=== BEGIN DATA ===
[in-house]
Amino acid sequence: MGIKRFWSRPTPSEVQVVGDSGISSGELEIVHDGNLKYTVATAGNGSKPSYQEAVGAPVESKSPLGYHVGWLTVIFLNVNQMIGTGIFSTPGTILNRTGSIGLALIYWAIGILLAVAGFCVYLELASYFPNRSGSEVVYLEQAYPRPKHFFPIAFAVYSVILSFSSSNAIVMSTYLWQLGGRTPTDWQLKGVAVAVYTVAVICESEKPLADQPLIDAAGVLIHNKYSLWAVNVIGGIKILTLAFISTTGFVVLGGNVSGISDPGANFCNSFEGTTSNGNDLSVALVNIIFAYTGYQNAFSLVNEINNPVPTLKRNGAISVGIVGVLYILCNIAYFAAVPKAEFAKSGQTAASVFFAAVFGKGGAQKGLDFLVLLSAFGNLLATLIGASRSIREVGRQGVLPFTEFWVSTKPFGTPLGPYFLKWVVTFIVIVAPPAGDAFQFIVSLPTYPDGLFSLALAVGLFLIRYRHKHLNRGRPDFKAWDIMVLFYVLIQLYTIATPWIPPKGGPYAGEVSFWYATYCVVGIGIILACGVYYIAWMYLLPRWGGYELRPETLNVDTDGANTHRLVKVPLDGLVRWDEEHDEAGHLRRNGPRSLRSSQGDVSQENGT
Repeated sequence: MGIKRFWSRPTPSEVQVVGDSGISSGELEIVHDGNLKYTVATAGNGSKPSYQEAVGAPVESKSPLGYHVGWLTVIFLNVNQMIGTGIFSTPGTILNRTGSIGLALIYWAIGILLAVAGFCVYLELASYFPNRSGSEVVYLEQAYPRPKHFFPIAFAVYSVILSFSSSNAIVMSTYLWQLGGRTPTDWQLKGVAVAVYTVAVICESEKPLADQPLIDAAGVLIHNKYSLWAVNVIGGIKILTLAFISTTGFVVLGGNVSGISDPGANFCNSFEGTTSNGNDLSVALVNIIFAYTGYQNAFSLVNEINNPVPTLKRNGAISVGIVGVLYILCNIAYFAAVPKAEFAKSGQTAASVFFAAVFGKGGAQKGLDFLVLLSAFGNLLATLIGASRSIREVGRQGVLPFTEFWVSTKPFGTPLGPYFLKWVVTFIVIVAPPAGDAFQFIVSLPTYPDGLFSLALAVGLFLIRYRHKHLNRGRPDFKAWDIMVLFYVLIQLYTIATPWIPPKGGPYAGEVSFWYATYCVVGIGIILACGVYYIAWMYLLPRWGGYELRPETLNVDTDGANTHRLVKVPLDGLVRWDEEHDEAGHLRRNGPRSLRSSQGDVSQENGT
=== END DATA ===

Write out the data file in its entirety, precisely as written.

[in-house]
Amino acid sequence: MGIKRFWSRPTPSEVQVVGDSGISSGELEIVHDGNLKYTVATAGNGSKPSYQEAVGAPVESKSPLGYHVGWLTVIFLNVNQMIGTGIFSTPGTILNRTGSIGLALIYWAIGILLAVAGFCVYLELASYFPNRSGSEVVYLEQAYPRPKHFFPIAFAVYSVILSFSSSNAIVMSTYLWQLGGRTPTDWQLKGVAVAVYTVAVICESEKPLADQPLIDAAGVLIHNKYSLWAVNVIGGIKILTLAFISTTGFVVLGGNVSGISDPGANFCNSFEGTTSNGNDLSVALVNIIFAYTGYQNAFSLVNEINNPVPTLKRNGAISVGIVGVLYILCNIAYFAAVPKAEFAKSGQTAASVFFAAVFGKGGAQKGLDFLVLLSAFGNLLATLIGASRSIREVGRQGVLPFTEFWVSTKPFGTPLGPYFLKWVVTFIVIVAPPAGDAFQFIVSLPTYPDGLFSLALAVGLFLIRYRHKHLNRGRPDFKAWDIMVLFYVLIQLYTIATPWIPPKGGPYAGEVSFWYATYCVVGIGIILACGVYYIAWMYLLPRWGGYELRPETLNVDTDGANTHRLVKVPLDGLVRWDEEHDEAGHLRRNGPRSLRSSQGDVSQENGT
Repeated sequence: MGIKRFWSRPTPSEVQVVGDSGISSGELEIVHDGNLKYTVATAGNGSKPSYQEAVGAPVESKSPLGYHVGWLTVIFLNVNQMIGTGIFSTPGTILNRTGSIGLALIYWAIGILLAVAGFCVYLELASYFPNRSGSEVVYLEQAYPRPKHFFPIAFAVYSVILSFSSSNAIVMSTYLWQLGGRTPTDWQLKGVAVAVYTVAVICESEKPLADQPLIDAAGVLIHNKYSLWAVNVIGGIKILTLAFISTTGFVVLGGNVSGISDPGANFCNSFEGTTSNGNDLSVALVNIIFAYTGYQNAFSLVNEINNPVPTLKRNGAISVGIVGVLYILCNIAYFAAVPKAEFAKSGQTAASVFFAAVFGKGGAQKGLDFLVLLSAFGNLLATLIGASRSIREVGRQGVLPFTEFWVSTKPFGTPLGPYFLKWVVTFIVIVAPPAGDAFQFIVSLPTYPDGLFSLALAVGLFLIRYRHKHLNRGRPDFKAWDIMVLFYVLIQLYTIATPWIPPKGGPYAGEVSFWYATYCVVGIGIILACGVYYIAWMYLLPRWGGYELRPETLNVDTDGANTHRLVKVPLDGLVRWDEEHDEAGHLRRNGPRSLRSSQGDVSQENGT